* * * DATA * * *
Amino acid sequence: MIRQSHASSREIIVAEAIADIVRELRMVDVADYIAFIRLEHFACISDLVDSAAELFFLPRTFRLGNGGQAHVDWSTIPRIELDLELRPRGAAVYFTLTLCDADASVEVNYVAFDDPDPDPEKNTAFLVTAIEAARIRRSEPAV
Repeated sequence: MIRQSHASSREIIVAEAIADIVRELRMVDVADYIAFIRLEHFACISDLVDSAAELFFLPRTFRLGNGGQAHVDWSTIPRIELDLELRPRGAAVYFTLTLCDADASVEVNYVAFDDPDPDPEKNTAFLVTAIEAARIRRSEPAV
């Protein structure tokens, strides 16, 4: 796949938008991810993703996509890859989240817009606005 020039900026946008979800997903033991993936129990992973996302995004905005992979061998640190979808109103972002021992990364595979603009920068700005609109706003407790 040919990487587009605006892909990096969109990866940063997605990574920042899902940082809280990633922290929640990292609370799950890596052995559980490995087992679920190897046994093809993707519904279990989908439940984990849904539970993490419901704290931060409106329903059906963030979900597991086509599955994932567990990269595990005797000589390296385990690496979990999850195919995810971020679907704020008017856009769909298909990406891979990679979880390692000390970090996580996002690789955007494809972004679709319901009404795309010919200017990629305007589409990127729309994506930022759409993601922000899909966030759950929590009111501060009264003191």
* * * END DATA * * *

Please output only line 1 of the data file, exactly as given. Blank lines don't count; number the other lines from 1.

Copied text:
Amino acid sequence: MIRQSHASSREIIVAEAIADIVRELRMVDVADYIAFIRLEHFACISDLVDSAAELFFLPRTFRLGNGGQAHVDWSTIPRIELDLELRPRGAAVYFTLTLCDADASVEVNYVAFDDPDPDPEKNTAFLVTAIEAARIRRSEPAV